The rules, outlined in an exposure draft on which the ASB is inviting comments, would mean that companies will be forced to show substantially higher gearing - borrowings as a proportion of net assets - in annual accounts. They may also have to raise the charge against profits for financing the instruments to take account of any premium they may have to pay when the bonds are renewed.
Convertible capital bonds generally carry a fixed interest rate, like debt, but can be converted into shares in the issuing company at some future date. They became popular in the 1980s as accounting rules allowed them to be classified as shares but the interest, unlike dividends, was tax-deductible.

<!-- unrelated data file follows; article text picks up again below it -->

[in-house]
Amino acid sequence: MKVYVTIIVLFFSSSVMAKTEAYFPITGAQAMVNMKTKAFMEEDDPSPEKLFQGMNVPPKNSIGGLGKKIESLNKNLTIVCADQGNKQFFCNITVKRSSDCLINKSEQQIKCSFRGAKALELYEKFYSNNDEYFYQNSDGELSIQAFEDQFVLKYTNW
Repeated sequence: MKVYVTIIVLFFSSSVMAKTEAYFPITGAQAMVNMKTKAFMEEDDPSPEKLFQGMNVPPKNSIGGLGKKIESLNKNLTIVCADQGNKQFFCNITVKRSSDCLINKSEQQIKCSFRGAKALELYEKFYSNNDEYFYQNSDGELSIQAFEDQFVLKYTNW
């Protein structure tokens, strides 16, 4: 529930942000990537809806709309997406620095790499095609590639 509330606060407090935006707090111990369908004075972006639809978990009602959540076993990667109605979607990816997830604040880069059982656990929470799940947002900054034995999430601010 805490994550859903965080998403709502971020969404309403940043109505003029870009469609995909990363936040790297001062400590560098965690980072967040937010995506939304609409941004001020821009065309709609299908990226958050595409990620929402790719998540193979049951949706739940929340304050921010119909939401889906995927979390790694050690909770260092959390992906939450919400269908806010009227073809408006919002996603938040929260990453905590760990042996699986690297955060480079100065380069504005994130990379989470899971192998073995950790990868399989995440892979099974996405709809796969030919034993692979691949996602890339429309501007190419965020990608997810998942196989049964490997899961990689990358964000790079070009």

The ASB said the plans will apply retrospectively, so bonds in issue will be caught. That means some companies may have to renegotiate banking covenants.
Commentary, page 27Reuse content